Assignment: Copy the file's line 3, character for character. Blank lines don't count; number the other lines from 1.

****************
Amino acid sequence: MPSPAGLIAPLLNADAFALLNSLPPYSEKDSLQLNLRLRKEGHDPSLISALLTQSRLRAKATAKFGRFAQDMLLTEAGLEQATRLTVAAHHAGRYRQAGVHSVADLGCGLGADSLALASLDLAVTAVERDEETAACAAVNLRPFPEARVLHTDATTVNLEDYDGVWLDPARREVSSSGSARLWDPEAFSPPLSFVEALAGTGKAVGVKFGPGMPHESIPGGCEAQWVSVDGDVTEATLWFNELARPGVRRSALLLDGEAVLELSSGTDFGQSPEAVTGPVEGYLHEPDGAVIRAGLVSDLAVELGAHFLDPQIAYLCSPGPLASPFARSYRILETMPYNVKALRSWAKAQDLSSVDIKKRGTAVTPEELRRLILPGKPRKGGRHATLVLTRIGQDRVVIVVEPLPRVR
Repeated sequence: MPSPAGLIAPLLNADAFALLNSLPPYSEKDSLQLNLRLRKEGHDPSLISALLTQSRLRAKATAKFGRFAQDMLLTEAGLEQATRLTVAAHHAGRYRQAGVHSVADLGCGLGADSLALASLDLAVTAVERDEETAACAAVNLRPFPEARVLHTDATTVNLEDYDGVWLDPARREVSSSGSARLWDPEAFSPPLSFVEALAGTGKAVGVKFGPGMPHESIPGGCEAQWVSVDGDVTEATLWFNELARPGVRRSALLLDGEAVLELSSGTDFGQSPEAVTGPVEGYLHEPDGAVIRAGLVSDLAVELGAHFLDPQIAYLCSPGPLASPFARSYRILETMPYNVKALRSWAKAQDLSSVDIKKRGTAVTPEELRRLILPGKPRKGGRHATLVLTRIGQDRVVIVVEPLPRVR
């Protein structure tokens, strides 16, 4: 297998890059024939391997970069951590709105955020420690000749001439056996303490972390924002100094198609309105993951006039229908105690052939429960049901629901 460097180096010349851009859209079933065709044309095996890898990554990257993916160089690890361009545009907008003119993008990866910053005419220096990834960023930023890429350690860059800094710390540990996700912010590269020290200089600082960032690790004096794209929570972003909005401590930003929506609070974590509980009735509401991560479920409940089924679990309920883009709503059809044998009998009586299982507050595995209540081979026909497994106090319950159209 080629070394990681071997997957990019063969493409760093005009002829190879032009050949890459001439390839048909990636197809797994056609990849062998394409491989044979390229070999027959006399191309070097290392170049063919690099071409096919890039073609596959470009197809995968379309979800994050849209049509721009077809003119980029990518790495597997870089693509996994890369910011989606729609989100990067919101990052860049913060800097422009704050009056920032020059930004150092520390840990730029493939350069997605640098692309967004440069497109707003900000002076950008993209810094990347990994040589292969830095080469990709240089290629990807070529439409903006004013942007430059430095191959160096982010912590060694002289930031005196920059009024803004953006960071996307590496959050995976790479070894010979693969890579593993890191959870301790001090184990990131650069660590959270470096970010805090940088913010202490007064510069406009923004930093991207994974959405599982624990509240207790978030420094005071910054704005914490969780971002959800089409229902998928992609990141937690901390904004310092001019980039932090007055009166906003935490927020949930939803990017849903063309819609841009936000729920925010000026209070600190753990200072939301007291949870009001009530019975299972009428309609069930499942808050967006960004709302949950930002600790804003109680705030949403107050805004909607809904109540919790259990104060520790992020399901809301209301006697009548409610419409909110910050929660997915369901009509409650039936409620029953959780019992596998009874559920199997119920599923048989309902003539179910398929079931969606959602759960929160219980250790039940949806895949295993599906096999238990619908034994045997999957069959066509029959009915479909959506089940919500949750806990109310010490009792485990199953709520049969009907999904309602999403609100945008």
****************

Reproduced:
């Protein structure tokens, strides 16, 4: 297998890059024939391997970069951590709105955020420690000749001439056996303490972390924002100094198609309105993951006039229908105690052939429960049901629901 460097180096010349851009859209079933065709044309095996890898990554990257993916160089690890361009545009907008003119993008990866910053005419220096990834960023930023890429350690860059800094710390540990996700912010590269020290200089600082960032690790004096794209929570972003909005401590930003929506609070974590509980009735509401991560479920409940089924679990309920883009709503059809044998009998009586299982507050595995209540081979026909497994106090319950159209 080629070394990681071997997957990019063969493409760093005009002829190879032009050949890459001439390839048909990636197809797994056609990849062998394409491989044979390229070999027959006399191309070097290392170049063919690099071409096919890039073609596959470009197809995968379309979800994050849209049509721009077809003119980029990518790495597997870089693509996994890369910011989606729609989100990067919101990052860049913060800097422009704050009056920032020059930004150092520390840990730029493939350069997605640098692309967004440069497109707003900000002076950008993209810094990347990994040589292969830095080469990709240089290629990807070529439409903006004013942007430059430095191959160096982010912590060694002289930031005196920059009024803004953006960071996307590496959050995976790479070894010979693969890579593993890191959870301790001090184990990131650069660590959270470096970010805090940088913010202490007064510069406009923004930093991207994974959405599982624990509240207790978030420094005071910054704005914490969780971002959800089409229902998928992609990141937690901390904004310092001019980039932090007055009166906003935490927020949930939803990017849903063309819609841009936000729920925010000026209070600190753990200072939301007291949870009001009530019975299972009428309609069930499942808050967006960004709302949950930002600790804003109680705030949403107050805004909607809904109540919790259990104060520790992020399901809301209301006697009548409610419409909110910050929660997915369901009509409650039936409620029953959780019992596998009874559920199997119920599923048989309902003539179910398929079931969606959602759960929160219980250790039940949806895949295993599906096999238990619908034994045997999957069959066509029959009915479909959506089940919500949750806990109310010490009792485990199953709520049969009907999904309602999403609100945008």